Stratigraphic analysis of Lower and Middle Pennsylvanian rocks of part of the Central Appalachian Basin reveals two orders of cycles and one overall trend in the vertical sequence of coal-bearing rocks. The smallest order cycle, the coal-clastic cycle, begins at the top of a major-resource coal bed and is composed of a vertical sequence of shale, siltstone, sandstone, seat rock, and overlying coal, which, in turn, is overlain by the next coal-clastic sequence. The average duration of the coal-clastic cycle has been calculated to be about 0.4 m.y. The major marine-transgression cycle is composed of five to seven coal-clastic cycles and is distinguished by the occurrence of widespread, relatively thick (generally thicker than 5 m) marine strata at its base. The duration of this cycle has been calculated to be about 2.5 m.y. The Breathitt coarsening-upward trend describes the general upward coarsening of the Middle Pennsylvanian part of the Breathitt Group. The Breathitt Group includes eight major marine-transgression cycles, and was deposited during a period of approximately 20 m.y. The average duration of coal-clastic cycles is of the same order of magnitude (105 year) as the Milankovitch orbital-eccentricity cycles, and matches the 0.4 m.y. second-order eccentricity cycle (Long Earth-Eccentricity cycle). These orbital periodicities are thought to modulate glacial stages and glacio-eustatic levels. The calculated periodicities of the coal-clastic cycles can be used as evidence for glacio-eustatic control of the coal-bearing rocks of the Appalachian Basin. The 2.5-m.y. periodicity of the major marine-transgression cycle does not match any known orbital or tectonic cycle; the cause of this cycle is unknown, but it might represent episodic thrusting in the orogen, propagation of intraplate stresses, or an unidentified orbital cycle. The Breathitt coarsening-upward trend is interpreted to represent the increasing intensity and proximity of the Alleghenian Orogeny

  11. Distribution of throughfall and stemflow in multi-strata agroforestry, perennial monoculture, fallow and primary forest in central Amazonia, Brazil (United States)

    Schroth, Götz; Ferreira da Silva, Luciana; Wolf, Marc-Andree; Geraldes Teixeira, Wenceslau; Zech, Wolfgang


    The partitioning of rain water into throughfall, stemflow and interception loss when passing through plant canopies depends on properties of the respective plant species, such as leaf area and branch angles. In heterogeneous vegetation, such as tropical forest or polycultural systems, the presence of different plant species may consequently result in a mosaic of situations with respect to quantity and quality of water inputs into the soil. As these processes influence not only the water availability for the plants, but also water infiltration and nutrient leaching, the understanding of plant effects on the repartitioning of rain water may help in the optimization of land use systems and management practices. We measured throughfall and stemflow in a perennial polyculture (multi-strata agroforestry), monocultures of peach palm (Bactris gasipaes) for fruit and for palmito, a monoculture of cupuaçu (Theobroma grandiflorum), spontaneous fallow and primary forest during one year in central Amazonia, Brazil. The effect on rain water partitioning was measured separately for four useful tree species in the polyculture and for two tree species in the primary forest. Throughfall at two stem distances, and stemflow, differed significantly between tree species, resulting in pronounced spatial patterns of water input into the soil in the polyculture system. For two tree species, peach palm for fruit (Bactris gasipaes) and Brazil nut trees (Bertholletia excelsa), the water input into the soil near the stem was significantly higher than the open-area rainfall. This could lead to increased nutrient leaching when fertilizer is applied close to the stem of these trees. In the primary forest, such spatial patterns could also be detected, with significantly higher water input near a palm (Oenocarpus bacaba) than near a dicotyledonous tree species (Eschweilera sp.). Interception losses were 6·4% in the polyculture, 13·9 and 12·3% in the peach palm monocultures for fruit and for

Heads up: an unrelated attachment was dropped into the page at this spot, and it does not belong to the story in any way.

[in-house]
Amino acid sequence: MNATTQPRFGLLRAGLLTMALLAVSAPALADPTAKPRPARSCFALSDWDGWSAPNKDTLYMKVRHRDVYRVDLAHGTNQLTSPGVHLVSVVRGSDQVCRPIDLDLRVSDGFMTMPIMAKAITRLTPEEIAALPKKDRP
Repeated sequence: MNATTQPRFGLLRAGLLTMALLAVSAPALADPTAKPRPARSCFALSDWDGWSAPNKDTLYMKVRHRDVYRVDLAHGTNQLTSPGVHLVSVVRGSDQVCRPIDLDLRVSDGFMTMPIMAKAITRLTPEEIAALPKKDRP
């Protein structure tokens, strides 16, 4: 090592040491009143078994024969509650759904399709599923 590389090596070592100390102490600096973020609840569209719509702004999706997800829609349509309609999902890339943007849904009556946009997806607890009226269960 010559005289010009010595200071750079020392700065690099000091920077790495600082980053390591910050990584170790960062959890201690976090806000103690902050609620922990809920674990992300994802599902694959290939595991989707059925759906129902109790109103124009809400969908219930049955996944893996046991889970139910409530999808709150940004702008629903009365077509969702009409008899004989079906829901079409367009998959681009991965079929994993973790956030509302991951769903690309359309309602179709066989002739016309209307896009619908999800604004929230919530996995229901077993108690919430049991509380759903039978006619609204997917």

12. A condição feminina em Lisístrata e em A Fonte das Mulheres

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    Amanda Jéssica Ferreira Moura